Wherever you sell a stock, there's a buyer willing to take it off your hands. The market is a very large arbitration machine that settles differences of opinion in real dollars and cents, and there's always an ongoing back-and-forth debate between the buyers and the sellers.

As the wider market goes, so goes the fate of individual stocks. A case in point is video-rental operator Blockbuster (NYSE:BBI), which has taken its fair share of beatdowns lately, and yet some market agents have voted with their wallets in support of the company.

Last Friday, a JPMorgan Chase (NYSE:JPM) analyst downgraded Blockbuster's stock from essentially a "buy" to a "hold." He said that the bricks-and-mortar stores are doing so poorly that the raucous growth of the online service hardly matters. Competition from online rental specialist Netflix (NASDAQ:NFLX) has forced Blockbuster to take drastic measures in promoting its own Internet service, at the expense of profitability and revenues in the local stores.

It's still not a "sell" rating, because Blockbuster is sitting on enough assets to support current price levels, the analyst said. London-based equity investment firm Marathon Asset Management went a step further and increased its already substantial stake in the company by 4.1%. It's now the seventh-largest Blockbuster shareholder, with 4.3% of the shares and 11.3% of the voting power under its control.

Morgan Stanley (NYSE:MS) took an even bolder leap of faith, nearly doubling its Blockbuster holdings over the last six months amid all the criticism the video peddler has faced. Morgan Stanley has vaulted to the position of the single largest stakeholder, with 9.6% of all shares, from a fifth-place position six months ago. Blockbuster director Carl Icahn is now No. 2 with his 8.9%. And in his "Mad Money" show last Thursday, Jim Cramer told us to buy the stock. Booyah!

So who's right, and who's wrong? Our Motley Fool CAPS community still thinks that Blockbuster is a value destroyer, giving the stock a single star. The 12 highest-rated players with an opinion on the company have all rated it "underperform," and the bears outnumber the bulls both on the all-star level and in the general player population.

There has been an influx of positive ratings lately, though, typified by this comment from kbrkal:

"Blockbuster with the new Total Access plan will chip away at Netflix and when they finally offer downloadable movies it will be game over."

Indeed, the Total Access program, which lets you return movies to your local store rather than waiting for the mailman's turnaround time, has brought in a remarkable amount of new customers since its launch in early November. CAPS player idarak doubts that it's a net positive for the company, though:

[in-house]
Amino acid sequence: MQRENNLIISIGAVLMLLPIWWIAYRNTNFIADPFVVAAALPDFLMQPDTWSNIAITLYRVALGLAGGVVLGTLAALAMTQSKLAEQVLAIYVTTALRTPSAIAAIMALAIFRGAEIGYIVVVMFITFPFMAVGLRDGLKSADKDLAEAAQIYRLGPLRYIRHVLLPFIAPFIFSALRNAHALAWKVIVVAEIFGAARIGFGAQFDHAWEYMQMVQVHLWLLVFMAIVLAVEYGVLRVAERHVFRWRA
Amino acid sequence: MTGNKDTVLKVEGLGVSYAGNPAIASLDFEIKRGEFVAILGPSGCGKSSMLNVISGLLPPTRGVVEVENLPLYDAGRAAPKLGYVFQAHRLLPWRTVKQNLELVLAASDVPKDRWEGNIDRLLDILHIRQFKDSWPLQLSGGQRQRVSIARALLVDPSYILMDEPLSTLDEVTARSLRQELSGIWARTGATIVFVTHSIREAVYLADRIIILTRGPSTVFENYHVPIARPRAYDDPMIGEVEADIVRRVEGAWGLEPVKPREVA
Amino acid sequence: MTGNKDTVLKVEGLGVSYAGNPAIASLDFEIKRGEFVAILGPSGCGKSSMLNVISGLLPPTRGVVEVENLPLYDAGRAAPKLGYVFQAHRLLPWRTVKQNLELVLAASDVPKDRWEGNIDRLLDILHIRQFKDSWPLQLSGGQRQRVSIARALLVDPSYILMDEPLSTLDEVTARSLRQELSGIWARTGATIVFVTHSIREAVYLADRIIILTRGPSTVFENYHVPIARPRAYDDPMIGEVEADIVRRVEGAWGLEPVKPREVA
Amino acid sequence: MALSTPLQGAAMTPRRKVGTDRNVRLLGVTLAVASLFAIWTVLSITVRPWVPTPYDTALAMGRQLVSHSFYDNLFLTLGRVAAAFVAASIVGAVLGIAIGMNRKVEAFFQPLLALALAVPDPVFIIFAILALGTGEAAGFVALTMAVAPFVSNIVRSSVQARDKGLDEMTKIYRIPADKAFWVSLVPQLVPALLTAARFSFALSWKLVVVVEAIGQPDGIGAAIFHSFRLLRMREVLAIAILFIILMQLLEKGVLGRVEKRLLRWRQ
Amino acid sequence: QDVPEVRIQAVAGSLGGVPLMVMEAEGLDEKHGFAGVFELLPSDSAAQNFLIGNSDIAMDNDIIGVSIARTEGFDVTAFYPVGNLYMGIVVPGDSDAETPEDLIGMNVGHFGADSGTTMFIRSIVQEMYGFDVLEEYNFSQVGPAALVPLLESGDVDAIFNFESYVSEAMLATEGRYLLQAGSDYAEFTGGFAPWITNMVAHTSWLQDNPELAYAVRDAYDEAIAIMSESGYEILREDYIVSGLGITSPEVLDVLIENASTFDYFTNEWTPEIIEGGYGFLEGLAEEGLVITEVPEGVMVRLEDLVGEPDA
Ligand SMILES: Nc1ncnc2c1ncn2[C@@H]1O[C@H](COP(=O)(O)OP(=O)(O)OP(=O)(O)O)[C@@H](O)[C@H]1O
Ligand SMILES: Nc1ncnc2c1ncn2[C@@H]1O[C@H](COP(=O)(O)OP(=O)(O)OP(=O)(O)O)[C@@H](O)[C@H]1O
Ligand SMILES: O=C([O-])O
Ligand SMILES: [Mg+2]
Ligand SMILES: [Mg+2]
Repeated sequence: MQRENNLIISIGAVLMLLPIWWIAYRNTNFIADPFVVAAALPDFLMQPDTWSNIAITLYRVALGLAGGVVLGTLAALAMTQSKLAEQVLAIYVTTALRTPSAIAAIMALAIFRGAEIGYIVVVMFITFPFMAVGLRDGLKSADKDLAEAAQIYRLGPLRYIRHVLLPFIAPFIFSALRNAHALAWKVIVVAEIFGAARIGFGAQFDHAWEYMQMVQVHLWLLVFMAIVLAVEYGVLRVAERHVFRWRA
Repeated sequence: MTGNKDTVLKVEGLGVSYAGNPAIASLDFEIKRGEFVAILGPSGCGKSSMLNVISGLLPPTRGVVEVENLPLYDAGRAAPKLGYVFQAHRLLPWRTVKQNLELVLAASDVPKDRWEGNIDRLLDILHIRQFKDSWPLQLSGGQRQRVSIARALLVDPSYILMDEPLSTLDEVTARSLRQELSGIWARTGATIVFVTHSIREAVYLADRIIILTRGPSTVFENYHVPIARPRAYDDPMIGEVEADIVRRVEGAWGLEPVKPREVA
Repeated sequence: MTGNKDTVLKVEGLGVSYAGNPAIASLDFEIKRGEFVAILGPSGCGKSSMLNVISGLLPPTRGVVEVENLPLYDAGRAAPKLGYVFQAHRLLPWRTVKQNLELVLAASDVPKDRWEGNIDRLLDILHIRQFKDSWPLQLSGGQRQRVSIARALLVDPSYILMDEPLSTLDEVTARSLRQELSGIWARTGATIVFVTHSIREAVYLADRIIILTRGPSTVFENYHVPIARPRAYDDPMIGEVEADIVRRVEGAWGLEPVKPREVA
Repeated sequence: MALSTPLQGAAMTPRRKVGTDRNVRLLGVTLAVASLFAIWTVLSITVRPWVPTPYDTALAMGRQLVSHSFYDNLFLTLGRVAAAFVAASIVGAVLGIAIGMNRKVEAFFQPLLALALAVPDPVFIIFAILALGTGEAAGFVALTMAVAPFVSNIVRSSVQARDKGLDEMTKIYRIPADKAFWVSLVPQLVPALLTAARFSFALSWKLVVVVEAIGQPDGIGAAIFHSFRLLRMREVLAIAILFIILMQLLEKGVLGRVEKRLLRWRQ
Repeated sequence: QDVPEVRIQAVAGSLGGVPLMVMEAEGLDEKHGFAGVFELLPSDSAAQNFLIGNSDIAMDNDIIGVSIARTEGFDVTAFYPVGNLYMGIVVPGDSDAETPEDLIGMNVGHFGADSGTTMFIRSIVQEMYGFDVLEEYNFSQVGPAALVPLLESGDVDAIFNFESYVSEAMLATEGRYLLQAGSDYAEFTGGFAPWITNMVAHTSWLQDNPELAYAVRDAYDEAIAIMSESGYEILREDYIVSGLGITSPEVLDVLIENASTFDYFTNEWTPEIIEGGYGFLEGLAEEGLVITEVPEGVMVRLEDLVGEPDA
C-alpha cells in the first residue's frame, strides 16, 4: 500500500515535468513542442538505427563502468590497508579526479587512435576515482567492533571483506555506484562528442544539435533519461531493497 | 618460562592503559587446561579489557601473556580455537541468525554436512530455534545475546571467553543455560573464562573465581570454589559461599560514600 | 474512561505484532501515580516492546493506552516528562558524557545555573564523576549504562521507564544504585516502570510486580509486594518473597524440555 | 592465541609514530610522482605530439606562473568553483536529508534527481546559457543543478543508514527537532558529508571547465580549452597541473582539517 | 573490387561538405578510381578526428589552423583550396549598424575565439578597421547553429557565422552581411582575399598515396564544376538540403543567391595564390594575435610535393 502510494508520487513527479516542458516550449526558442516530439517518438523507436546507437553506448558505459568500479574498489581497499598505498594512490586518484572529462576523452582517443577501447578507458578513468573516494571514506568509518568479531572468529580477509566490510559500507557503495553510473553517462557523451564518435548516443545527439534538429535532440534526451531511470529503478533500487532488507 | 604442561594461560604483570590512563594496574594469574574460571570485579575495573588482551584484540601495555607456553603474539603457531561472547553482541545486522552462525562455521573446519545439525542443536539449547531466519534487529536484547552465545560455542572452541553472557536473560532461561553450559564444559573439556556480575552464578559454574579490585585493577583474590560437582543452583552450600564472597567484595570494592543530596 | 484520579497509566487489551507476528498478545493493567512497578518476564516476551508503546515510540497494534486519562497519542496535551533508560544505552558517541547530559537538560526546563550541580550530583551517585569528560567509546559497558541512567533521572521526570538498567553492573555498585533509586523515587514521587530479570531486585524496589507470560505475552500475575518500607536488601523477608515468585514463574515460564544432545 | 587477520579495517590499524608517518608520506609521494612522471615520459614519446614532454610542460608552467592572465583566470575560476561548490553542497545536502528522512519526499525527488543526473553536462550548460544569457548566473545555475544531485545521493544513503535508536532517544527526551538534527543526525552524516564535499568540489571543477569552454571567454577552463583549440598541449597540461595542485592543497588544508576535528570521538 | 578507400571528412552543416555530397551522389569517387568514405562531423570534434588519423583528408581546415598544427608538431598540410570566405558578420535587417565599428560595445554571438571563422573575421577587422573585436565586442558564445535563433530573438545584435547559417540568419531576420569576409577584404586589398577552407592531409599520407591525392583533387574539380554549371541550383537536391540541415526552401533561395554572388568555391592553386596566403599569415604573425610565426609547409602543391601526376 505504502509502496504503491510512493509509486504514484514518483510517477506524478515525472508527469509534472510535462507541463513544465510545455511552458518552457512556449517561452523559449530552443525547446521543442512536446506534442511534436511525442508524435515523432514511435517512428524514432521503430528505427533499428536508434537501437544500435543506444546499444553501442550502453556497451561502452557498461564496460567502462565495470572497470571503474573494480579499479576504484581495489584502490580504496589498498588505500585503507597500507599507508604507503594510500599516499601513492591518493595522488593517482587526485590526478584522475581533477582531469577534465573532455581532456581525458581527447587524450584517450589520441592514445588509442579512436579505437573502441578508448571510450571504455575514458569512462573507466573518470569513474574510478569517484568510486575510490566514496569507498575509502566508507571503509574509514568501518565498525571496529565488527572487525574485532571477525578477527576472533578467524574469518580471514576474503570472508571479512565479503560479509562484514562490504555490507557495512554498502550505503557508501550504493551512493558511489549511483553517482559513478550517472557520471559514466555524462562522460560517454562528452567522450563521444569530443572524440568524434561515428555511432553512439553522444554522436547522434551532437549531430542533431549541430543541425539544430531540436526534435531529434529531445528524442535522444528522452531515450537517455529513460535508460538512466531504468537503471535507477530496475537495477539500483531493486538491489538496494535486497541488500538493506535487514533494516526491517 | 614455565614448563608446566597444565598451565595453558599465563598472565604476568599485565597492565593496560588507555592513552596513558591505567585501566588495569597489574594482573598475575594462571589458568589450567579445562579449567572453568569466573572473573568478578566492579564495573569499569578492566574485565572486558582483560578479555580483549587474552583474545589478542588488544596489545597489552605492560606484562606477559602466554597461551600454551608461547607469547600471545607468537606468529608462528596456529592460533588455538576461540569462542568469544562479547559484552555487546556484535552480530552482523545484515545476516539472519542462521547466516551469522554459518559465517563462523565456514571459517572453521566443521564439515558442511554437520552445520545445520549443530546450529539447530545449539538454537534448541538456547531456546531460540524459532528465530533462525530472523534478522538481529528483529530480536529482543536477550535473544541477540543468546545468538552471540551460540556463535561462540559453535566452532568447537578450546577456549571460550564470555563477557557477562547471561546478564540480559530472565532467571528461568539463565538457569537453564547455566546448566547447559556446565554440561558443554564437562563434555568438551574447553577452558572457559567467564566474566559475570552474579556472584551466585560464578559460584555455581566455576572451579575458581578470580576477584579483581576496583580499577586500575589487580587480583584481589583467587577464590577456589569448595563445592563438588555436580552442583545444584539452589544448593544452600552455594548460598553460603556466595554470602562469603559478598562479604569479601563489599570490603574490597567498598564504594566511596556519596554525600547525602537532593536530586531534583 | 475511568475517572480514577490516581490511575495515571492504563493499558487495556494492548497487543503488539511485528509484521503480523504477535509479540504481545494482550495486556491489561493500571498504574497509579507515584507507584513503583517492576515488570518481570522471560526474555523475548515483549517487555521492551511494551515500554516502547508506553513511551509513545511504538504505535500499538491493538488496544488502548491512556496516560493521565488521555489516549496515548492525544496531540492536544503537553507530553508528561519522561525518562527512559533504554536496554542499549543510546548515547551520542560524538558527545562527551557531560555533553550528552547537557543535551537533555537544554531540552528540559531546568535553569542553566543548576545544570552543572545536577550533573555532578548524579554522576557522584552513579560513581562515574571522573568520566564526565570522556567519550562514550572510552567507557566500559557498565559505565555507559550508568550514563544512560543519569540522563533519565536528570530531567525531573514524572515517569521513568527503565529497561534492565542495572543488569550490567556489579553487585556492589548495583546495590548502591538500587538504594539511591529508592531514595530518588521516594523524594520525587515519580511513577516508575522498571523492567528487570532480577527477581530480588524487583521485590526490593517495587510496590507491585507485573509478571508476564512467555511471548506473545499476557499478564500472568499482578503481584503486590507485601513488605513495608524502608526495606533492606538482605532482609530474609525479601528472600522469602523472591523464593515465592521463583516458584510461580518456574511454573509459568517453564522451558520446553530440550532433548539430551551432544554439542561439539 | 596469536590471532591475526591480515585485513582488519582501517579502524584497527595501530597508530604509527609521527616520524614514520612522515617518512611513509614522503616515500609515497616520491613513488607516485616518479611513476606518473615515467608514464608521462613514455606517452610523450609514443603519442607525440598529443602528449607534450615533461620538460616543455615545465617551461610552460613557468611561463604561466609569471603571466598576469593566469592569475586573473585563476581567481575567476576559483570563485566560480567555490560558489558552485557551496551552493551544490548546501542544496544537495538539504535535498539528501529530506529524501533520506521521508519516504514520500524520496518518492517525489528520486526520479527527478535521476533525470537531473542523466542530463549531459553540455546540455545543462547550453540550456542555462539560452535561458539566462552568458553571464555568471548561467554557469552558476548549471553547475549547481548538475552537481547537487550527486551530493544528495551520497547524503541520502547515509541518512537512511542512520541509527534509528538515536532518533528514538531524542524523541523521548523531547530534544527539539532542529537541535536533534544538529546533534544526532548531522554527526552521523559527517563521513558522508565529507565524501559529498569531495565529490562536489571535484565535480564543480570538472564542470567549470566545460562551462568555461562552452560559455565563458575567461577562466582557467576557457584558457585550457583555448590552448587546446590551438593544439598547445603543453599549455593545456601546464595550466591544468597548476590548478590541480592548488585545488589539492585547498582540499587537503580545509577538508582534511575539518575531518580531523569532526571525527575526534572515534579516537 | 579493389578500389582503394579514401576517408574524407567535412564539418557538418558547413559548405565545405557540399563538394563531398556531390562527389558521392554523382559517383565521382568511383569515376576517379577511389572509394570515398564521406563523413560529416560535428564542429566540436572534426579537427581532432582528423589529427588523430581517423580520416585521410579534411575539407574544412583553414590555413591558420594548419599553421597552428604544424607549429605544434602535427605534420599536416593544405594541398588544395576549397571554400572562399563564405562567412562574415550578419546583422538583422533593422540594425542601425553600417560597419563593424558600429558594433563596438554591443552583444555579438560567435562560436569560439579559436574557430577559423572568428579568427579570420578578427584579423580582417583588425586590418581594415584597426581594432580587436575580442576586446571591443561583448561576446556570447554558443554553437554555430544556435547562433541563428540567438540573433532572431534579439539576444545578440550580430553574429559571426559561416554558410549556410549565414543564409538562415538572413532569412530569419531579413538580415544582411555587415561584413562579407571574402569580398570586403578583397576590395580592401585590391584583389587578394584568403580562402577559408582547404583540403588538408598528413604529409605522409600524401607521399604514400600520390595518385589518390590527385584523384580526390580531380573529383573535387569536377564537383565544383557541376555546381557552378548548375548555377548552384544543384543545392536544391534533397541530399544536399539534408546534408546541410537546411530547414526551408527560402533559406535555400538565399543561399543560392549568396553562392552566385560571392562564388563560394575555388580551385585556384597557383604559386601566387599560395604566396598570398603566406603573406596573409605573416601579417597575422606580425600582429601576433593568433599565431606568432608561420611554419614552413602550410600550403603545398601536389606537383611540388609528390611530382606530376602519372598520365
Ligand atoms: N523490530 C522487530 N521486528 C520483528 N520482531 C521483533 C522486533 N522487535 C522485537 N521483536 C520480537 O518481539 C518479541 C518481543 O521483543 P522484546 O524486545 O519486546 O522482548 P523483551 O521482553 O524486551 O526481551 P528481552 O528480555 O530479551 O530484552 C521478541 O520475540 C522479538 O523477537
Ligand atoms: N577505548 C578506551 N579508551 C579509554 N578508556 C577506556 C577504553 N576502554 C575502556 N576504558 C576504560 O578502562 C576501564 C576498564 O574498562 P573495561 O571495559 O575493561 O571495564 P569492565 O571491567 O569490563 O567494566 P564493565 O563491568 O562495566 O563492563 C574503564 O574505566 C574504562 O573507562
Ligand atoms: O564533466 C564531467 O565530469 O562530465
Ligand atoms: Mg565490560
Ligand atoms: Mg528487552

"Total access is great, customers love it, it even managed to get good number of customers from Netflix to Blockbuster, but are they making money out [of] it? I don't see clear visibility on this stock at this point."

I agree with idarak here. Will all those spiffy new subscribers stick with Blockbuster Online and Total Access once the trial periods expire and the honeymoon is over? Netflix has already started rolling out its direct-download service, which looks like a very effective countermove to the local-store convenience of Blockbuster's parade number. If the idea is to cater to an audience hungry for immediate movie-watching satisfaction, I think a streaming download that starts at the drop of a hat works better than jumping in the car for a trip to the movie store. Global investment bank UBS AG (NYSE:UBS) seems to agree, having sold 22% of its Blockbuster stock in the past few months, dropping from third to fifth on the ownership chart.

That's where the rest of the world stands. What do you think? Let us know by logging into Motley Fool CAPS today and sharing your thoughts on Blockbuster -- or any other stock, really -- with the world. We'll all be smarter for it.

Further Foolishness:

Netflix is a Motley Fool Stock Advisor recommendation, and an honorary Rule Breaker off the scorecard. Grab a free 30-day trial to either service, or both, to see tomorrow's biggest names today. JPMorgan Chase is an Income Investor pick.

Fool contributor Anders Bylund is a Netflix shareholder and customer, but holds no other position in any of the companies discussed here. You can check out Anders' holdings if you like, and Foolish disclosure is good for the long run.